And Joe said, “The knowledge that I’ve got enough.” ~ Kurt Vonnegut

December 24, 2020

Bill Parrott, CFP®, is the President and CEO of Parrott Wealth Management in Austin, Texas. Parrott Wealth Management is a fee-only, fiduciary, registered investment advisor firm. Our goal is to remove complexity, confusion, and worry from the investment and financial planning process so our clients can pursue a life of purpose. Our firm does not have an asset or fee minimum, and we work with anybody who needs financial help regardless of age, income, or asset level. PWM’s custodian is TD Ameritrade, and our annual fee starts at .5% of your assets and drops depending on the level of your assets.

Note: Investments are not guaranteed and do involve risk. Your returns may differ from those posted in this blog. PWM is not a tax advisor, nor do we give tax advice. Please consult your tax advisor for items that are specific to your situation. Options involve risk and aren’t suitable for every investor.

The Hare, The Tortoise, & Stocks

The Hare and the Tortoise is a classic Aesop fable. A story we know well.  The hare mockingly asking the tortoise, “Do you ever get anywhere?” Of course, we know how the story ends. The tortoise “kept going slowly but steadily, and, after a time, passed the place where the Hare was sleeping.” Practicing a life of slow and steady is harder than it looks. We are an impatient nation addicted to getting our way as quickly as possible.

I recently lost a client who wanted to arrive at the finish line faster than scheduled. He mentioned a relative who was investing in growth stocks and generating returns of “20% to 30% or more.” Since the market low on March 23, the NASDAQ has risen 71%, and stocks like Shopify and The Trade Desk have risen more than 320%. The recent pandemic has turned Robinhood traders into stars, and one celebrity repeatedly mocks Warren Buffett and has said, “Trading is easy.”

The curious thing about my call with my former client is that it resembled one I had with another client in December 1999. At the time, the NASDAQ had risen 53% in two months as investors speculated on internet and dot com stocks. He, too, wanted to grow his account faster. He was not satisfied with his returns, and he felt like he was missing his chance to strike it rich. The NASDAQ would rise another 24% as it reached a peak in March 2000. The NASDAQ would fall 78% before it hit rock bottom in December 2002. If you invested at the market top in 2000, you had to wait sixteen years before the index eclipsed its previous high.

At times, I think it’s easier to make 50%, 100%, or more in short-term trading bursts than earn 8% for 10, 20, or 30 years. It’s possible to catch lightning in a bottle, but the key to creating generational wealth is how you react after a market crash. How many investors in 1999 remained invested for sixteen years to recover their costs or buy stocks at low prices? My guess, not many.

When the market corrects, the slow and steady crowd takes over, systematically investing while following their plan. Warren Buffett said, “The stock market is a device for transferring money from the impatient to the patient.”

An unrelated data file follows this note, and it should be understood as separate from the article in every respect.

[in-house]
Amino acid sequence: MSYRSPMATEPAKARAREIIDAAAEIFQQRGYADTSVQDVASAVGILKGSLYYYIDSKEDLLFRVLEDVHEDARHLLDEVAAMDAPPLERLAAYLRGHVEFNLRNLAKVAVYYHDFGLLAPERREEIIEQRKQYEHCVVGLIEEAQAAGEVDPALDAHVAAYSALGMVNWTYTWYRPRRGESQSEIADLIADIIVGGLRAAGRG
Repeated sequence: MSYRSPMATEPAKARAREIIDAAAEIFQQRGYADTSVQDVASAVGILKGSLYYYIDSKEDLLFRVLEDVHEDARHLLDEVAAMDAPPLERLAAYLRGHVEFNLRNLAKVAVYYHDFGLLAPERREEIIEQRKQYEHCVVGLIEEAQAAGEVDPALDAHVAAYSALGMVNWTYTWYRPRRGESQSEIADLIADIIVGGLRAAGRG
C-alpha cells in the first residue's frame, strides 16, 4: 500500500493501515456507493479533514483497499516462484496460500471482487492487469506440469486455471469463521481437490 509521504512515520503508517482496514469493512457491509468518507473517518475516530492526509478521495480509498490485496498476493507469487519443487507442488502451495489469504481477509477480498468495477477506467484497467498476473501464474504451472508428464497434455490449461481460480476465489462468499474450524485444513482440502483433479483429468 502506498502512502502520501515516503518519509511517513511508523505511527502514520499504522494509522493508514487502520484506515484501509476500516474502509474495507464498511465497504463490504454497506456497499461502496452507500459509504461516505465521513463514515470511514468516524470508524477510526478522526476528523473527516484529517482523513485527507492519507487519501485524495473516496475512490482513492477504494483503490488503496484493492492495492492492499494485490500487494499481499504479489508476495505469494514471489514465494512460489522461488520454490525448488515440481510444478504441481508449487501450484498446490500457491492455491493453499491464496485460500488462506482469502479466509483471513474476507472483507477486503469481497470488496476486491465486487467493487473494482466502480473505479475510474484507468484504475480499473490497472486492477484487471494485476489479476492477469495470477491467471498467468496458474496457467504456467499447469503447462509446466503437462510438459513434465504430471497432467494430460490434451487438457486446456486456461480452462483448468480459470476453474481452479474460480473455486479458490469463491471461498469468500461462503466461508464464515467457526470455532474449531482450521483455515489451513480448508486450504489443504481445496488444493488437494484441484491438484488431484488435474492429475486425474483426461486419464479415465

The 100 year average for stocks has been 10%, and it’s been 5.6% for long-term bonds. Since 1926, a portfolio consisting of 50% stocks, 50% bonds generated an average annual return of 8.55%, and it has made money 79% of the time, which means 21% of the time it lost money.[1] And, in some years it lost a lot. In 1931, the portfolio lost 38%; from 1984 to 1987, it dropped 19.8%. How you manage your investments and emotions in down years determines your wealth in up years.

A 50/50 portfolio has performed well for 1, 3, 5, and 10-years, averaging 12.18%, 12.10%, 10.54%, and 10.73%, respectively.[2] The 20-year average annual return has been 7.87%. You don’t need to make substantial gains to achieve your goals, though it would be nice. If you earn 8% per year, you can double your money every nine years.

I started my investment career in May 1989, and since then, the NASDAQ, Dow Jones, and the S&P 500 are up considerably, rising 2,660%, 1,130%, and 1,070%, respectively. However, during the past thirty years, the market has fallen several times. The NASDAQ fell 78% from 2000 to 2002. In 2008 and 2009, the S&P 500 dropped 48%. In December 2018, the Dow Jones pulled back 18.15%. This year, the three indices fell an average of 33.5%.  If you invested in each index equally for the past three decades, your average annual return was 8.94% before dividends. A $10,000 investment is now worth $130,500.

Individuals who complete a financial plan are likely to stay invested through good markets and bad. If you don’t have a plan, you may panic and sell your stocks when times are tough. In March and April, we fielded several calls from clients who wanted guidance on how to handle the sell-off. We reviewed their plans and told them to remain invested because the market correction did not impact their financial goals.